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Completion of Japanese Abundance and Stock-structure Surveys in the Antarctic (JASS-A) 2020/2021 Research Cruise

March 22, 2021
Designated Corporation for Scientific Whale Research

1. Background

This survey is a continuation of the Japanese government's research program (non-lethal research) aimed at the sustainable use of whale resources in the Antarctic Ocean, and the second research cruise in the Antarctic after Japan's withdrawal from the International Whaling Commission (IWC) on June 30, 2019. This year's research was conducted by a research vessel in the Antarctic Ocean including a sighting survey, biopsy sampling, satellite tagging, oceanographic observation and collection of other relevant information on cetaceans.

The objectives of the research are to collect sighting data necessary for the estimation of the abundance of large whales, to conduct various experiments (natural markings record by taking individual identification photos, biopsy sample collection and satellite tag attachment) for elucidating movement of large whales, detecting breeding area and identifying individuals and stocks, all of which are useful for stock management of those whales. In addition, we conducted oceanographic observations to clarify the habitat of cetaceans. The scientific information obtained from this research will be provided to Scientific Committees of relevant international organizations such as IWC and the Commission for the Conservation of Antarctic Marine Living Resources (CCAMLR).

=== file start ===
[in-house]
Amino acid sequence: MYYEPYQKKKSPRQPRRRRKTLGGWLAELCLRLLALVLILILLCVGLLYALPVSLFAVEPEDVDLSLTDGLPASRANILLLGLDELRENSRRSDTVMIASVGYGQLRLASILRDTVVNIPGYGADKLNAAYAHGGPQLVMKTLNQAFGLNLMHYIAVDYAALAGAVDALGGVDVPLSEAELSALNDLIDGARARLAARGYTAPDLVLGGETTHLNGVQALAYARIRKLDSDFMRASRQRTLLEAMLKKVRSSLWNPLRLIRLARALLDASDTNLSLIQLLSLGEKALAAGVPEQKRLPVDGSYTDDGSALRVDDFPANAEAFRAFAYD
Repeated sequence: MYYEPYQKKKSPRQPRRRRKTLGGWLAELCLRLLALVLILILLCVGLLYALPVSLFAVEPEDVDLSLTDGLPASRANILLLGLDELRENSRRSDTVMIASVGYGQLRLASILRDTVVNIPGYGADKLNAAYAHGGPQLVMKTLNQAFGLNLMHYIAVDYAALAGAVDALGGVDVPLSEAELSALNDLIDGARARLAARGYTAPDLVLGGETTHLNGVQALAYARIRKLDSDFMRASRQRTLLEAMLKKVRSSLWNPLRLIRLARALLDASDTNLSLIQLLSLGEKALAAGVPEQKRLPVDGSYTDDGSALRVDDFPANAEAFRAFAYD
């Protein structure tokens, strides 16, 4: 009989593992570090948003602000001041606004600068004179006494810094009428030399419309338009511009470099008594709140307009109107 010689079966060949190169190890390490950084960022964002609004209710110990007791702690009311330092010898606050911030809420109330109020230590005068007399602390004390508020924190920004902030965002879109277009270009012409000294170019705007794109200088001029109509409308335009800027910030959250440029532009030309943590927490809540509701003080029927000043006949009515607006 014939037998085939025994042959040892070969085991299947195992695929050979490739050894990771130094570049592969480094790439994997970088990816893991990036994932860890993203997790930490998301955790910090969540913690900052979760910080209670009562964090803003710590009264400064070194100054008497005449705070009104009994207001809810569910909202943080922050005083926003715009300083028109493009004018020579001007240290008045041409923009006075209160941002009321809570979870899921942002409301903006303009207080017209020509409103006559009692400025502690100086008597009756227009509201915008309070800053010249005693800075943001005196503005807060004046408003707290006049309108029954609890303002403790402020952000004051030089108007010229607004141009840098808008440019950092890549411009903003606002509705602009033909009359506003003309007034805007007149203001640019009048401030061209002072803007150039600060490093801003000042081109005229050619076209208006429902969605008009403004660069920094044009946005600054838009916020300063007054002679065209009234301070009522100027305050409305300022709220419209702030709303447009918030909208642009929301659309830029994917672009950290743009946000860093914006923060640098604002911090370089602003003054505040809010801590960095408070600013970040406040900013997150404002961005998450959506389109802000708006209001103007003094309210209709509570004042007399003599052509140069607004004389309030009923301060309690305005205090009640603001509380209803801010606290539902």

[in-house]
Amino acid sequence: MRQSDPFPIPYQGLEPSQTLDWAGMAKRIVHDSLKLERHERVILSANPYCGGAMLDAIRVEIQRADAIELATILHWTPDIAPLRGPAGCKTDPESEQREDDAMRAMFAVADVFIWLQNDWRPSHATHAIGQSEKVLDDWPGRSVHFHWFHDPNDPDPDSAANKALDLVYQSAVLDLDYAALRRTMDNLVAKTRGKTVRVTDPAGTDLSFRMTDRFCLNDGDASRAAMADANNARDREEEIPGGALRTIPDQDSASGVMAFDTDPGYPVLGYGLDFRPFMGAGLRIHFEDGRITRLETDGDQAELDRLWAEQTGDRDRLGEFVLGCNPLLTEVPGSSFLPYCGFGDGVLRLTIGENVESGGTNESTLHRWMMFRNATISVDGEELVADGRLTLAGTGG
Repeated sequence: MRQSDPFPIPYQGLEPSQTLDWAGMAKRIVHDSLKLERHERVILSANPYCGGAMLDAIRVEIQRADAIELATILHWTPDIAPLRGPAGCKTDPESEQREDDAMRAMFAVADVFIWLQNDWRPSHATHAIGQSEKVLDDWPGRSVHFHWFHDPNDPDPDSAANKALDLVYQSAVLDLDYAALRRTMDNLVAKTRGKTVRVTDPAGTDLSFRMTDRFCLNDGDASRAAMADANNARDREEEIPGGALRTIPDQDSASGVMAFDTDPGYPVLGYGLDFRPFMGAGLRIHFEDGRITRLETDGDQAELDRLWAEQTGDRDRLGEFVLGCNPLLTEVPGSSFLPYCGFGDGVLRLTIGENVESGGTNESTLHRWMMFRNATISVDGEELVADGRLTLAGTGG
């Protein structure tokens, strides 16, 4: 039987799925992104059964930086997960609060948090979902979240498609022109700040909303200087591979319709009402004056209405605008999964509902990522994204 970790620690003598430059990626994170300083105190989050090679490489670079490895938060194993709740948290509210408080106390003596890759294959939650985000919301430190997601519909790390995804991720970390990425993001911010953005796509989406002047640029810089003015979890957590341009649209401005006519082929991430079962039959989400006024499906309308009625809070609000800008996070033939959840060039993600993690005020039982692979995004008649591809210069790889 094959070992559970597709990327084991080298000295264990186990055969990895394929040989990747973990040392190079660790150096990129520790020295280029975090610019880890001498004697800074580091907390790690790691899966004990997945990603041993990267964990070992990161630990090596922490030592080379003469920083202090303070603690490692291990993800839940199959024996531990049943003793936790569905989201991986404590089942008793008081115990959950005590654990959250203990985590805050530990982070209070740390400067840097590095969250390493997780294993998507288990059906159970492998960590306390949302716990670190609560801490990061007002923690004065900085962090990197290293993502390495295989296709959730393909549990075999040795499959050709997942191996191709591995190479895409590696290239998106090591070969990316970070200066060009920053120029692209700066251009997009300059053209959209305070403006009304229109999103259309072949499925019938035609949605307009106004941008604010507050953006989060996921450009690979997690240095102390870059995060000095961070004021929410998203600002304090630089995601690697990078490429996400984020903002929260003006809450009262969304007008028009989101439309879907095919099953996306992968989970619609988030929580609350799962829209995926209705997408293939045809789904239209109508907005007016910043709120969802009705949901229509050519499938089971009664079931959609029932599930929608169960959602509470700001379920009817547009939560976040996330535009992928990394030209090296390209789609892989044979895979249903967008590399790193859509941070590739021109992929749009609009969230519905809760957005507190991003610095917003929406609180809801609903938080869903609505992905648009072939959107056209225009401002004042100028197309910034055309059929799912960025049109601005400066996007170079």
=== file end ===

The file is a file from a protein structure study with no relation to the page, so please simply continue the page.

The research vessel Yushin-Maru No. 2 departed from Shiogama, Miyagi Prefecture on December 4, 2020 and returned to Shiogama on March 22, 2021 after conducting research for 28 days (from January 10 to February 28, 2021) in the south of 60 degrees south latitude.

2. Survey plan and summary of results

The Institute of Cetacean Research, through close cooperation with the Fisheries Agency, takes the lead in planning, implementing and conducting analyses of data obtained from the survey.